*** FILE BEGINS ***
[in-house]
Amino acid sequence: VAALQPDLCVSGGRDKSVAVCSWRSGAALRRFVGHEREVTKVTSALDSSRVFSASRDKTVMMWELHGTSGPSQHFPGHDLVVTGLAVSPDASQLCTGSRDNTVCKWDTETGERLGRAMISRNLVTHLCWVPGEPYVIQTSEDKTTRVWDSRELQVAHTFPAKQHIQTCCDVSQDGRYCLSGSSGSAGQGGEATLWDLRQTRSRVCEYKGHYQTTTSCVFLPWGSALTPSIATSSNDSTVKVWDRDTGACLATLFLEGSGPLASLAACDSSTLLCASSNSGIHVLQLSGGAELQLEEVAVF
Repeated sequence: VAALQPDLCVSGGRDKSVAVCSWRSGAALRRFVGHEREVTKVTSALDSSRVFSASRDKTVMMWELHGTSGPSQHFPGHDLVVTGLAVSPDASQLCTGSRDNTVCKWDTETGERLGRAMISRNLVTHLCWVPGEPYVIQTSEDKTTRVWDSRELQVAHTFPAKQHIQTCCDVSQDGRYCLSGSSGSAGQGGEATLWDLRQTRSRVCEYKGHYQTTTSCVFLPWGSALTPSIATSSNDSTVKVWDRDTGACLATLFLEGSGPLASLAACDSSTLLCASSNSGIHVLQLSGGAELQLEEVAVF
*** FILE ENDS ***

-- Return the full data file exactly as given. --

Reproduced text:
[in-house]
Amino acid sequence: VAALQPDLCVSGGRDKSVAVCSWRSGAALRRFVGHEREVTKVTSALDSSRVFSASRDKTVMMWELHGTSGPSQHFPGHDLVVTGLAVSPDASQLCTGSRDNTVCKWDTETGERLGRAMISRNLVTHLCWVPGEPYVIQTSEDKTTRVWDSRELQVAHTFPAKQHIQTCCDVSQDGRYCLSGSSGSAGQGGEATLWDLRQTRSRVCEYKGHYQTTTSCVFLPWGSALTPSIATSSNDSTVKVWDRDTGACLATLFLEGSGPLASLAACDSSTLLCASSNSGIHVLQLSGGAELQLEEVAVF
Repeated sequence: VAALQPDLCVSGGRDKSVAVCSWRSGAALRRFVGHEREVTKVTSALDSSRVFSASRDKTVMMWELHGTSGPSQHFPGHDLVVTGLAVSPDASQLCTGSRDNTVCKWDTETGERLGRAMISRNLVTHLCWVPGEPYVIQTSEDKTTRVWDSRELQVAHTFPAKQHIQTCCDVSQDGRYCLSGSSGSAGQGGEATLWDLRQTRSRVCEYKGHYQTTTSCVFLPWGSALTPSIATSSNDSTVKVWDRDTGACLATLFLEGSGPLASLAACDSSTLLCASSNSGIHVLQLSGGAELQLEEVAVF